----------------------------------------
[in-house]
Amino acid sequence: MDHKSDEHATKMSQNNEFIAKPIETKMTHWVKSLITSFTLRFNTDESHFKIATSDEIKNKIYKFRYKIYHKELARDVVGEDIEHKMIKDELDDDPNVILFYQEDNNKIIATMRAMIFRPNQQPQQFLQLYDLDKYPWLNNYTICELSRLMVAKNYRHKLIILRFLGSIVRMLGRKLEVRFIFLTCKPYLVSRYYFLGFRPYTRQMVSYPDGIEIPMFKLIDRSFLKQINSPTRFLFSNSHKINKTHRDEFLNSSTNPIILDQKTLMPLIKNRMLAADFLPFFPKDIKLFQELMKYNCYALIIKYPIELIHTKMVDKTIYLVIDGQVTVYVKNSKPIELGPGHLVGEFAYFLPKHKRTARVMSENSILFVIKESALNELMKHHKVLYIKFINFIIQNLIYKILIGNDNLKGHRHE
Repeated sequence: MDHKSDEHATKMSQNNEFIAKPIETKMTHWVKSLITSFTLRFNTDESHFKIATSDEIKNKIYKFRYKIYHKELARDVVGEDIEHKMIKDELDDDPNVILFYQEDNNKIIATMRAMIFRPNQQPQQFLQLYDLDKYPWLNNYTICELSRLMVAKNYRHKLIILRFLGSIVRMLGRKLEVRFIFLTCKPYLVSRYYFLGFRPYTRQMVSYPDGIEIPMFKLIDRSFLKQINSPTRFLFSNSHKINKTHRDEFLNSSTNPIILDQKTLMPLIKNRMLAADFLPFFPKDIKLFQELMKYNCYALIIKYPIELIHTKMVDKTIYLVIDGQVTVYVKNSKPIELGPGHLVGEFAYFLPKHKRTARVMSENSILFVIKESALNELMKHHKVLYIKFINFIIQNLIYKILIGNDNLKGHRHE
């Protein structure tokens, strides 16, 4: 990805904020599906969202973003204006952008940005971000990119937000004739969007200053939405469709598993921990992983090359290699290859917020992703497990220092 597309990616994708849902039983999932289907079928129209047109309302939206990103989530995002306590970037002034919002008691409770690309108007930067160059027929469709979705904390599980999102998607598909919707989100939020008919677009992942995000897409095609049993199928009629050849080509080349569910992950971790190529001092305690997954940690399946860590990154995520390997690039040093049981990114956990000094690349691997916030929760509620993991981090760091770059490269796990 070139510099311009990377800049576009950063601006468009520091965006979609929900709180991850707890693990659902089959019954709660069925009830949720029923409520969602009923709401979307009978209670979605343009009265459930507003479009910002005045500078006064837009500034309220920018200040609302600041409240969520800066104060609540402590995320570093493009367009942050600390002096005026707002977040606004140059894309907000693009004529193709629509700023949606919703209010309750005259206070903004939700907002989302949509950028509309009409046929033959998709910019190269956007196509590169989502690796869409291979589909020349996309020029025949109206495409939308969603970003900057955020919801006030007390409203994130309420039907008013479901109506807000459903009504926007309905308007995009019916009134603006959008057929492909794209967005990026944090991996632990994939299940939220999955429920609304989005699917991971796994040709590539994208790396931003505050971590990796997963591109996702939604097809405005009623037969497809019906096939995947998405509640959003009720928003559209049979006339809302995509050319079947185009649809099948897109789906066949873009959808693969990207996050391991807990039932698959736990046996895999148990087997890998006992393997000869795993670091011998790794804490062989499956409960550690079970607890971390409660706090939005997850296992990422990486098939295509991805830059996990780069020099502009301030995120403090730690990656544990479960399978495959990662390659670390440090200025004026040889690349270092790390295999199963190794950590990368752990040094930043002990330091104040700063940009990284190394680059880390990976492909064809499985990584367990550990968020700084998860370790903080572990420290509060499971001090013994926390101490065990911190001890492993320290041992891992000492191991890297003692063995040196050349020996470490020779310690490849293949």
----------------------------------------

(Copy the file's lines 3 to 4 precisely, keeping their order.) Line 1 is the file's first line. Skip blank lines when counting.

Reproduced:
Repeated sequence: MDHKSDEHATKMSQNNEFIAKPIETKMTHWVKSLITSFTLRFNTDESHFKIATSDEIKNKIYKFRYKIYHKELARDVVGEDIEHKMIKDELDDDPNVILFYQEDNNKIIATMRAMIFRPNQQPQQFLQLYDLDKYPWLNNYTICELSRLMVAKNYRHKLIILRFLGSIVRMLGRKLEVRFIFLTCKPYLVSRYYFLGFRPYTRQMVSYPDGIEIPMFKLIDRSFLKQINSPTRFLFSNSHKINKTHRDEFLNSSTNPIILDQKTLMPLIKNRMLAADFLPFFPKDIKLFQELMKYNCYALIIKYPIELIHTKMVDKTIYLVIDGQVTVYVKNSKPIELGPGHLVGEFAYFLPKHKRTARVMSENSILFVIKESALNELMKHHKVLYIKFINFIIQNLIYKILIGNDNLKGHRHE
């Protein structure tokens, strides 16, 4: 990805904020599906969202973003204006952008940005971000990119937000004739969007200053939405469709598993921990992983090359290699290859917020992703497990220092 597309990616994708849902039983999932289907079928129209047109309302939206990103989530995002306590970037002034919002008691409770690309108007930067160059027929469709979705904390599980999102998607598909919707989100939020008919677009992942995000897409095609049993199928009629050849080509080349569910992950971790190529001092305690997954940690399946860590990154995520390997690039040093049981990114956990000094690349691997916030929760509620993991981090760091770059490269796990 070139510099311009990377800049576009950063601006468009520091965006979609929900709180991850707890693990659902089959019954709660069925009830949720029923409520969602009923709401979307009978209670979605343009009265459930507003479009910002005045500078006064837009500034309220920018200040609302600041409240969520800066104060609540402590995320570093493009367009942050600390002096005026707002977040606004140059894309907000693009004529193709629509700023949606919703209010309750005259206070903004939700907002989302949509950028509309009409046929033959998709910019190269956007196509590169989502690796869409291979589909020349996309020029025949109206495409939308969603970003900057955020919801006030007390409203994130309420039907008013479901109506807000459903009504926007309905308007995009019916009134603006959008057929492909794209967005990026944090991996632990994939299940939220999955429920609304989005699917991971796994040709590539994208790396931003505050971590990796997963591109996702939604097809405005009623037969497809019906096939995947998405509640959003009720928003559209049979006339809302995509050319079947185009649809099948897109789906066949873009959808693969990207996050391991807990039932698959736990046996895999148990087997890998006992393997000869795993670091011998790794804490062989499956409960550690079970607890971390409660706090939005997850296992990422990486098939295509991805830059996990780069020099502009301030995120403090730690990656544990479960399978495959990662390659670390440090200025004026040889690349270092790390295999199963190794950590990368752990040094930043002990330091104040700063940009990284190394680059880390990976492909064809499985990584367990550990968020700084998860370790903080572990420290509060499971001090013994926390101490065990911190001890492993320290041992891992000492191991890297003692063995040196050349020996470490020779310690490849293949």